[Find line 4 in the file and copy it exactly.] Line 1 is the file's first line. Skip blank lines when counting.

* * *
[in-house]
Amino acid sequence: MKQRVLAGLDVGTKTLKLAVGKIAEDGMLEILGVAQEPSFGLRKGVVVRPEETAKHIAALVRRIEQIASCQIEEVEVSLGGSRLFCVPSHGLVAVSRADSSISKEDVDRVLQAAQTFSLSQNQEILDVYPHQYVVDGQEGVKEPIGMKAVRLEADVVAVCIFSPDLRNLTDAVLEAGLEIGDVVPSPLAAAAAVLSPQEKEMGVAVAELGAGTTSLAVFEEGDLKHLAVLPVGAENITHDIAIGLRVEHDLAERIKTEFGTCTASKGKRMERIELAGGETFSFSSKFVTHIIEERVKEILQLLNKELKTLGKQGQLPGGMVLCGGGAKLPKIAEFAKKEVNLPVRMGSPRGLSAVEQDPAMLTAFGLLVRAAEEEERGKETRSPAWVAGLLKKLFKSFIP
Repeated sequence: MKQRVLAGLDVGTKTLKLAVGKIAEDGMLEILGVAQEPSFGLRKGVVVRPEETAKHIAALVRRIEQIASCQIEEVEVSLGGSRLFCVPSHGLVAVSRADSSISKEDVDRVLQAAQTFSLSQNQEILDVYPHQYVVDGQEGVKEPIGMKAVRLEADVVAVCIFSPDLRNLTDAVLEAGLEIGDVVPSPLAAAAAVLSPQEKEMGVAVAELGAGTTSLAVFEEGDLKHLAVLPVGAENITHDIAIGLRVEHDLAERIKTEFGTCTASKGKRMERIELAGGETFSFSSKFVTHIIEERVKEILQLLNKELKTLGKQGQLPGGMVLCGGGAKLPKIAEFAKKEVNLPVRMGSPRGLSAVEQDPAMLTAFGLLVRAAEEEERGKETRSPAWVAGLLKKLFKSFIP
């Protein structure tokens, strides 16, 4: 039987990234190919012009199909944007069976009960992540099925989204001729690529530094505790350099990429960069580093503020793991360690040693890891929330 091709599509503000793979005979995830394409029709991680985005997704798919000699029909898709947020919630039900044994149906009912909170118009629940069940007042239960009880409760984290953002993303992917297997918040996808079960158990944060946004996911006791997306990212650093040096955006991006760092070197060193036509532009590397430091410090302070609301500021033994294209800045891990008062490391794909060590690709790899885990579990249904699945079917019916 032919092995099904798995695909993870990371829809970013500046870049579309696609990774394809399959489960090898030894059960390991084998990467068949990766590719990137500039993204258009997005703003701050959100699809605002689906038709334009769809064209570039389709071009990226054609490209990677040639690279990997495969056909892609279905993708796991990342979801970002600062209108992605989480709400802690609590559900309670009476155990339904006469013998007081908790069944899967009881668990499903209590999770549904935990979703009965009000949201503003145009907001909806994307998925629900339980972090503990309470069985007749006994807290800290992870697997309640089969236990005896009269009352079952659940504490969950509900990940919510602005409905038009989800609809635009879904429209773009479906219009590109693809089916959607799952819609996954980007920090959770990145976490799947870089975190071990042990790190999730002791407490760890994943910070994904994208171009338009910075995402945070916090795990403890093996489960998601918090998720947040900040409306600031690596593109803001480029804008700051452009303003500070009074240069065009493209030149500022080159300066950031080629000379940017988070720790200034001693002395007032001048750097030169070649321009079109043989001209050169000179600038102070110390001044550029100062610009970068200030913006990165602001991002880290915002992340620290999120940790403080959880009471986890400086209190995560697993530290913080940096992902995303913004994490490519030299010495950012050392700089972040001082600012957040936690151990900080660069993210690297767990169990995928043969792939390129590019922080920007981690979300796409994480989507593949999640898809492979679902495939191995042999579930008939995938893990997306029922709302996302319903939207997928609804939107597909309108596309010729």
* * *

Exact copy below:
């Protein structure tokens, strides 16, 4: 039987990234190919012009199909944007069976009960992540099925989204001729690529530094505790350099990429960069580093503020793991360690040693890891929330 091709599509503000793979005979995830394409029709991680985005997704798919000699029909898709947020919630039900044994149906009912909170118009629940069940007042239960009880409760984290953002993303992917297997918040996808079960158990944060946004996911006791997306990212650093040096955006991006760092070197060193036509532009590397430091410090302070609301500021033994294209800045891990008062490391794909060590690709790899885990579990249904699945079917019916 032919092995099904798995695909993870990371829809970013500046870049579309696609990774394809399959489960090898030894059960390991084998990467068949990766590719990137500039993204258009997005703003701050959100699809605002689906038709334009769809064209570039389709071009990226054609490209990677040639690279990997495969056909892609279905993708796991990342979801970002600062209108992605989480709400802690609590559900309670009476155990339904006469013998007081908790069944899967009881668990499903209590999770549904935990979703009965009000949201503003145009907001909806994307998925629900339980972090503990309470069985007749006994807290800290992870697997309640089969236990005896009269009352079952659940504490969950509900990940919510602005409905038009989800609809635009879904429209773009479906219009590109693809089916959607799952819609996954980007920090959770990145976490799947870089975190071990042990790190999730002791407490760890994943910070994904994208171009338009910075995402945070916090795990403890093996489960998601918090998720947040900040409306600031690596593109803001480029804008700051452009303003500070009074240069065009493209030149500022080159300066950031080629000379940017988070720790200034001693002395007032001048750097030169070649321009079109043989001209050169000179600038102070110390001044550029100062610009970068200030913006990165602001991002880290915002992340620290999120940790403080959880009471986890400086209190995560697993530290913080940096992902995303913004994490490519030299010495950012050392700089972040001082600012957040936690151990900080660069993210690297767990169990995928043969792939390129590019922080920007981690979300796409994480989507593949999640898809492979679902495939191995042999579930008939995938893990997306029922709302996302319903939207997928609804939107597909309108596309010729």